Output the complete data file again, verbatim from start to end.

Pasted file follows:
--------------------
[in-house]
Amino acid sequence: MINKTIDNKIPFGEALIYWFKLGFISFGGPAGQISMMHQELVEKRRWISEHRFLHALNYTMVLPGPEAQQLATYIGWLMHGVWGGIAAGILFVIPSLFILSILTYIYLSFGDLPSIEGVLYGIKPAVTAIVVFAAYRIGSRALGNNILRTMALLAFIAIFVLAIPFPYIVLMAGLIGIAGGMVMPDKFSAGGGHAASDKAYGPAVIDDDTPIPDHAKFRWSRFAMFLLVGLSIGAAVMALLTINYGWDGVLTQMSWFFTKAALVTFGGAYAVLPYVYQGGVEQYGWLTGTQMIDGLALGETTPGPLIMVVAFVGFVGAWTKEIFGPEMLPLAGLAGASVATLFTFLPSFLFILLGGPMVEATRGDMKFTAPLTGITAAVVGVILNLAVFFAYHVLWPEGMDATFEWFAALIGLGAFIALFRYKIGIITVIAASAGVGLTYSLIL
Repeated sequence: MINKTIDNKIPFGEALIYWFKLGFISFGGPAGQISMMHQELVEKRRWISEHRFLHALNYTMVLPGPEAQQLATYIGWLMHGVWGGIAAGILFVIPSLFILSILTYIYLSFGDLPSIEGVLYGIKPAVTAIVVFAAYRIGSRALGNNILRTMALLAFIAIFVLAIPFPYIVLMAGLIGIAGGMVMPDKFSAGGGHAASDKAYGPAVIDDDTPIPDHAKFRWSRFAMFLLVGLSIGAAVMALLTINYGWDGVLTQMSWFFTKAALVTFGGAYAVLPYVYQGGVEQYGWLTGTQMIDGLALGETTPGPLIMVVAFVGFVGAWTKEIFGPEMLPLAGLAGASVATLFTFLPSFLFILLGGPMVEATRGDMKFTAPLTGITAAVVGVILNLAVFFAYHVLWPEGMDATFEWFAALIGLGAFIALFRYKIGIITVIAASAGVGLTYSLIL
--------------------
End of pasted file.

[in-house]
Amino acid sequence: MINKTIDNKIPFGEALIYWFKLGFISFGGPAGQISMMHQELVEKRRWISEHRFLHALNYTMVLPGPEAQQLATYIGWLMHGVWGGIAAGILFVIPSLFILSILTYIYLSFGDLPSIEGVLYGIKPAVTAIVVFAAYRIGSRALGNNILRTMALLAFIAIFVLAIPFPYIVLMAGLIGIAGGMVMPDKFSAGGGHAASDKAYGPAVIDDDTPIPDHAKFRWSRFAMFLLVGLSIGAAVMALLTINYGWDGVLTQMSWFFTKAALVTFGGAYAVLPYVYQGGVEQYGWLTGTQMIDGLALGETTPGPLIMVVAFVGFVGAWTKEIFGPEMLPLAGLAGASVATLFTFLPSFLFILLGGPMVEATRGDMKFTAPLTGITAAVVGVILNLAVFFAYHVLWPEGMDATFEWFAALIGLGAFIALFRYKIGIITVIAASAGVGLTYSLIL
Repeated sequence: MINKTIDNKIPFGEALIYWFKLGFISFGGPAGQISMMHQELVEKRRWISEHRFLHALNYTMVLPGPEAQQLATYIGWLMHGVWGGIAAGILFVIPSLFILSILTYIYLSFGDLPSIEGVLYGIKPAVTAIVVFAAYRIGSRALGNNILRTMALLAFIAIFVLAIPFPYIVLMAGLIGIAGGMVMPDKFSAGGGHAASDKAYGPAVIDDDTPIPDHAKFRWSRFAMFLLVGLSIGAAVMALLTINYGWDGVLTQMSWFFTKAALVTFGGAYAVLPYVYQGGVEQYGWLTGTQMIDGLALGETTPGPLIMVVAFVGFVGAWTKEIFGPEMLPLAGLAGASVATLFTFLPSFLFILLGGPMVEATRGDMKFTAPLTGITAAVVGVILNLAVFFAYHVLWPEGMDATFEWFAALIGLGAFIALFRYKIGIITVIAASAGVGLTYSLIL